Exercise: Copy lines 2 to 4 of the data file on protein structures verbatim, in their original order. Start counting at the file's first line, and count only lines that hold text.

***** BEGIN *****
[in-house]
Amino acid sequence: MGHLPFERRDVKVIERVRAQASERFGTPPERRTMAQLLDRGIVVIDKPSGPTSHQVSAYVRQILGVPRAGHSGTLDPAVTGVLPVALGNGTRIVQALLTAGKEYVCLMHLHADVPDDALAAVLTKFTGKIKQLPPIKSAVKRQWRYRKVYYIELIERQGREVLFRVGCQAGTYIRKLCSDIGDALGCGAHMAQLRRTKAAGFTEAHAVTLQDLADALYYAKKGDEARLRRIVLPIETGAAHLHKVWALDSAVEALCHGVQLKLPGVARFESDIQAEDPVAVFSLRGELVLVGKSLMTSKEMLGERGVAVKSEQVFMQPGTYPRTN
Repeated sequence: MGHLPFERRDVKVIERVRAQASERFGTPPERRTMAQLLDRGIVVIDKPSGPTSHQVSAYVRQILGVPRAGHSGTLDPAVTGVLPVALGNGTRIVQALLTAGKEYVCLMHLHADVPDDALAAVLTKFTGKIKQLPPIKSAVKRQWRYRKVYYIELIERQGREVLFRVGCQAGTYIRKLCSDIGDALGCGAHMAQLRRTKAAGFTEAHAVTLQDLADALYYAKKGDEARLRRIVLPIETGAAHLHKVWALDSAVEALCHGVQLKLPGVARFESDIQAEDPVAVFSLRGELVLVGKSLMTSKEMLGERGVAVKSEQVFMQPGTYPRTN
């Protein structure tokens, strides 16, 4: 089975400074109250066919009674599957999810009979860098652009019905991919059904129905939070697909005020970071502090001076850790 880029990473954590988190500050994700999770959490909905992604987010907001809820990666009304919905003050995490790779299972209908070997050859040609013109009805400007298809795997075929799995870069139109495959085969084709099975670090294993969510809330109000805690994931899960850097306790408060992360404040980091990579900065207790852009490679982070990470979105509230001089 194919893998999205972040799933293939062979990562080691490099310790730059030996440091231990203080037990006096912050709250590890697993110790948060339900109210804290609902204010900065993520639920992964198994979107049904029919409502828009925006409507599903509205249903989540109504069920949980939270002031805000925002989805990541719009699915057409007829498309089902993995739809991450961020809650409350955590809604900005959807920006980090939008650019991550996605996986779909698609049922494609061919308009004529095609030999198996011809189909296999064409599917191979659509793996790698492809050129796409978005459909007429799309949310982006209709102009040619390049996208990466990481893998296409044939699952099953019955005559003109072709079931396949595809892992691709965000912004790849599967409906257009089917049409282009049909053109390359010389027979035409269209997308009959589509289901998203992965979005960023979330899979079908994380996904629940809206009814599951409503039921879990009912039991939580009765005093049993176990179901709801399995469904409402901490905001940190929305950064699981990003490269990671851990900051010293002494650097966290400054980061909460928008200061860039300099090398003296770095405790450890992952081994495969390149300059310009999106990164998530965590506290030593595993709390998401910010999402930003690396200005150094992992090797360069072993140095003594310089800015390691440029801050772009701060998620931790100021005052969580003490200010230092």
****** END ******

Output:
Amino acid sequence: MGHLPFERRDVKVIERVRAQASERFGTPPERRTMAQLLDRGIVVIDKPSGPTSHQVSAYVRQILGVPRAGHSGTLDPAVTGVLPVALGNGTRIVQALLTAGKEYVCLMHLHADVPDDALAAVLTKFTGKIKQLPPIKSAVKRQWRYRKVYYIELIERQGREVLFRVGCQAGTYIRKLCSDIGDALGCGAHMAQLRRTKAAGFTEAHAVTLQDLADALYYAKKGDEARLRRIVLPIETGAAHLHKVWALDSAVEALCHGVQLKLPGVARFESDIQAEDPVAVFSLRGELVLVGKSLMTSKEMLGERGVAVKSEQVFMQPGTYPRTN
Repeated sequence: MGHLPFERRDVKVIERVRAQASERFGTPPERRTMAQLLDRGIVVIDKPSGPTSHQVSAYVRQILGVPRAGHSGTLDPAVTGVLPVALGNGTRIVQALLTAGKEYVCLMHLHADVPDDALAAVLTKFTGKIKQLPPIKSAVKRQWRYRKVYYIELIERQGREVLFRVGCQAGTYIRKLCSDIGDALGCGAHMAQLRRTKAAGFTEAHAVTLQDLADALYYAKKGDEARLRRIVLPIETGAAHLHKVWALDSAVEALCHGVQLKLPGVARFESDIQAEDPVAVFSLRGELVLVGKSLMTSKEMLGERGVAVKSEQVFMQPGTYPRTN
């Protein structure tokens, strides 16, 4: 089975400074109250066919009674599957999810009979860098652009019905991919059904129905939070697909005020970071502090001076850790 880029990473954590988190500050994700999770959490909905992604987010907001809820990666009304919905003050995490790779299972209908070997050859040609013109009805400007298809795997075929799995870069139109495959085969084709099975670090294993969510809330109000805690994931899960850097306790408060992360404040980091990579900065207790852009490679982070990470979105509230001089 194919893998999205972040799933293939062979990562080691490099310790730059030996440091231990203080037990006096912050709250590890697993110790948060339900109210804290609902204010900065993520639920992964198994979107049904029919409502828009925006409507599903509205249903989540109504069920949980939270002031805000925002989805990541719009699915057409007829498309089902993995739809991450961020809650409350955590809604900005959807920006980090939008650019991550996605996986779909698609049922494609061919308009004529095609030999198996011809189909296999064409599917191979659509793996790698492809050129796409978005459909007429799309949310982006209709102009040619390049996208990466990481893998296409044939699952099953019955005559003109072709079931396949595809892992691709965000912004790849599967409906257009089917049409282009049909053109390359010389027979035409269209997308009959589509289901998203992965979005960023979330899979079908994380996904629940809206009814599951409503039921879990009912039991939580009765005093049993176990179901709801399995469904409402901490905001940190929305950064699981990003490269990671851990900051010293002494650097966290400054980061909460928008200061860039300099090398003296770095405790450890992952081994495969390149300059310009999106990164998530965590506290030593595993709390998401910010999402930003690396200005150094992992090797360069072993140095003594310089800015390691440029801050772009701060998620931790100021005052969580003490200010230092």